Orange epitomizes slow, steady approach
Orange’s “Conquests 2015″ strategy continues to make sound progress. The company has comfortably achieved its guidance in terms of 2010 revenue growth and EBITDA margins. The bright star has been strong subscriber growth, which is in some cases a real turnaround from earlier in 2010. Orange’s major challenge is monetizing mobile broadband further and generating revenue from its ongoing investment in next-generation access.
No surprises: a comfortable performance for 2010
France Telecom’s annual resultsfor 2010 reflect solid if unspectacular progress. Bedding down significant leadership, organizational, and corporate responsibility changes was a major focus for last year. Going forward the group has identified a healthy “social climate” as a key management priority. Overall, revenue and margin targets were reached.
The positives were €8 billion adjusted organic cash flow and overall growth in its subscriber base, which is helping to partially offset declines to France Telecom’s retreated EBITDA margin, which stood at 34.4% for 2010 compared to 35.3% in 2009, and fixed telecoms revenue decline across its key European markets.
Four-pillar conquest strategy echoes mid-term strategies elsewhere
Aside from the greater-than-average emphasis on its employee and social contract themes, Orange’s 2015 strategy mirrors the key themes we see from other large telcos (such as Telefonica). A strong focus on innovation (although that remains too nebulously defined in some cases) and new growth areas such as machine-to-machine combine with aggressive international development and a renewed effort to grow enterprise revenues.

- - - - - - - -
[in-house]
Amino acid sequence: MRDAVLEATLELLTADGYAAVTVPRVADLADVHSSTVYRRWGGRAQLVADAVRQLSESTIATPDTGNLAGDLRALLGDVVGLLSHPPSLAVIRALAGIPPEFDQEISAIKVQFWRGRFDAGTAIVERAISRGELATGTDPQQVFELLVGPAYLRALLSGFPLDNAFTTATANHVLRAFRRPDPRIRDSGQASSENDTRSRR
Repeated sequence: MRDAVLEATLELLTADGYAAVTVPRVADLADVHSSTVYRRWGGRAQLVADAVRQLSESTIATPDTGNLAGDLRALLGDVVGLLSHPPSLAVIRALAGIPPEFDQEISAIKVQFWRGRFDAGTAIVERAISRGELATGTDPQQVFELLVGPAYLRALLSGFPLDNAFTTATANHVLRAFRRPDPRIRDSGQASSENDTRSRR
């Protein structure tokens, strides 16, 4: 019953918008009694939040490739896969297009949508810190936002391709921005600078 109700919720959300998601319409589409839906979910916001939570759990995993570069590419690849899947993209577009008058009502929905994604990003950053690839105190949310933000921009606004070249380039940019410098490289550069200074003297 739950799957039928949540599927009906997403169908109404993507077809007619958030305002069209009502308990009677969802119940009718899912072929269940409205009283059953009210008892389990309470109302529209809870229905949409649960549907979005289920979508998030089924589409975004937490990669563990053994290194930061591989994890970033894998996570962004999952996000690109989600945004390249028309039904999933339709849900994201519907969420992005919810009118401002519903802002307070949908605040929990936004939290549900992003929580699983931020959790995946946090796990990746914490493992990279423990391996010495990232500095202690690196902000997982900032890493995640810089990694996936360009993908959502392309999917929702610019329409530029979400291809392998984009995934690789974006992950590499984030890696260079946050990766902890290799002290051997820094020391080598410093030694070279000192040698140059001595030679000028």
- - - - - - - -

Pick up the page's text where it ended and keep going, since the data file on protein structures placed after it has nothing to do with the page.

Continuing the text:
A more embedded partnership approach is also a common theme; Orange’s recent announcement of its collaboration with Deutsche Telekom for M2M and its commercial alliance with Cisco, EMC, and VMware for flexible business solutions provide evidence of this.
ARPU remains a key challenge
The most obvious cloud in Orange’s results is the ongoing struggle to boost consumer revenues. Smartphone penetration is growing strongly across key markets including France, Spain and Poland partly as a result of a higher number of contract customers, which was also a highlighted achievement of the UK’s new Orange/Deutsche Telekom-owned entity Everything Everywhere. Orange has also turned around fixed broadband growth in France, Spain, and Poland.
In the latter, for example, the fourth quarter of 2010 saw a 12.1% share of net subscriber additions compared to a loss in the first quarter of 2010 of 9.9%. Although home ARPU (which includes fixed voice, Internet and IPTV) is growing; it is doing so at a slow rate (due to falling fixed calling revenues), and mobile ARPU is falling (annual rolling ARPU was down from €402 in Q4 2009, to €387 in Q4 2010) despite higher mobile data and SMS usage in France.
In the UK, the percentage of revenue from SMS is actually falling. Orange may rightly be shifting the emphasis in terms of performance from a short-term ARPU focus to other indicators that more aptly reflect long-term success such as customer lifetime value, service profitability and churn reduction. However, it’s still unclear how much revenue uplift this will provide in the longer term as higher data usage combined with aggressive pricing from competitors will potentially throttle back data revenue growth.
That underlines the challenge faced by Orange and other ambitious telcos in their attempts to monetize mobile data and content, and leverage innovation sufficiently enough to combat the relentless decline in fixed voice.